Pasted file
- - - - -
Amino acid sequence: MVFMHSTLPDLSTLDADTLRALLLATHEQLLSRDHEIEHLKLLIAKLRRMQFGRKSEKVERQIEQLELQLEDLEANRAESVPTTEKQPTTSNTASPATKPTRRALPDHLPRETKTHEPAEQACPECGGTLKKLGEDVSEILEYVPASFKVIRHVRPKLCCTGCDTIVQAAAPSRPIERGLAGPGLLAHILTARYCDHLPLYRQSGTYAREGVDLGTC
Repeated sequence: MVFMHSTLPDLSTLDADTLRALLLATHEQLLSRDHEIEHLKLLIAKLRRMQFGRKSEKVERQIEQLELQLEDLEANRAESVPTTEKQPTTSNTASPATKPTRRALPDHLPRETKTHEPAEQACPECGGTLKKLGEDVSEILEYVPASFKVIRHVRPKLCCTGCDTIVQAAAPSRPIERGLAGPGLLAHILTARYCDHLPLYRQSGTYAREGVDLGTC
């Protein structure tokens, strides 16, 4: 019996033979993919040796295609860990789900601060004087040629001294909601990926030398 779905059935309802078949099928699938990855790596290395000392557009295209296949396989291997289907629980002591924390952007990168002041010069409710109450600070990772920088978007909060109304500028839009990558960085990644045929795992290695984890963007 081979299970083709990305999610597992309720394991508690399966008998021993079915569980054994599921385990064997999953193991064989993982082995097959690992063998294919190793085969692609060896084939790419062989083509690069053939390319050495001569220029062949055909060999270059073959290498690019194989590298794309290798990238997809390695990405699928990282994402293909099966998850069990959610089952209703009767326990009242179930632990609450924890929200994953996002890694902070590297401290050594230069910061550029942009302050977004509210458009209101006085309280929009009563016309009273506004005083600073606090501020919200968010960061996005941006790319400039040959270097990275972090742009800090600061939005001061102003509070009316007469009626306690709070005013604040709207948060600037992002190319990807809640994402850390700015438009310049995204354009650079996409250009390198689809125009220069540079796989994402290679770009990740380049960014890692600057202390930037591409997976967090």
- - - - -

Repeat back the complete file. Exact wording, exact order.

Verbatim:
Amino acid sequence: MVFMHSTLPDLSTLDADTLRALLLATHEQLLSRDHEIEHLKLLIAKLRRMQFGRKSEKVERQIEQLELQLEDLEANRAESVPTTEKQPTTSNTASPATKPTRRALPDHLPRETKTHEPAEQACPECGGTLKKLGEDVSEILEYVPASFKVIRHVRPKLCCTGCDTIVQAAAPSRPIERGLAGPGLLAHILTARYCDHLPLYRQSGTYAREGVDLGTC
Repeated sequence: MVFMHSTLPDLSTLDADTLRALLLATHEQLLSRDHEIEHLKLLIAKLRRMQFGRKSEKVERQIEQLELQLEDLEANRAESVPTTEKQPTTSNTASPATKPTRRALPDHLPRETKTHEPAEQACPECGGTLKKLGEDVSEILEYVPASFKVIRHVRPKLCCTGCDTIVQAAAPSRPIERGLAGPGLLAHILTARYCDHLPLYRQSGTYAREGVDLGTC
């Protein structure tokens, strides 16, 4: 019996033979993919040796295609860990789900601060004087040629001294909601990926030398 779905059935309802078949099928699938990855790596290395000392557009295209296949396989291997289907629980002591924390952007990168002041010069409710109450600070990772920088978007909060109304500028839009990558960085990644045929795992290695984890963007 081979299970083709990305999610597992309720394991508690399966008998021993079915569980054994599921385990064997999953193991064989993982082995097959690992063998294919190793085969692609060896084939790419062989083509690069053939390319050495001569220029062949055909060999270059073959290498690019194989590298794309290798990238997809390695990405699928990282994402293909099966998850069990959610089952209703009767326990009242179930632990609450924890929200994953996002890694902070590297401290050594230069910061550029942009302050977004509210458009209101006085309280929009009563016309009273506004005083600073606090501020919200968010960061996005941006790319400039040959270097990275972090742009800090600061939005001061102003509070009316007469009626306690709070005013604040709207948060600037992002190319990807809640994402850390700015438009310049995204354009650079996409250009390198689809125009220069540079796989994402290679770009990740380049960014890692600057202390930037591409997976967090």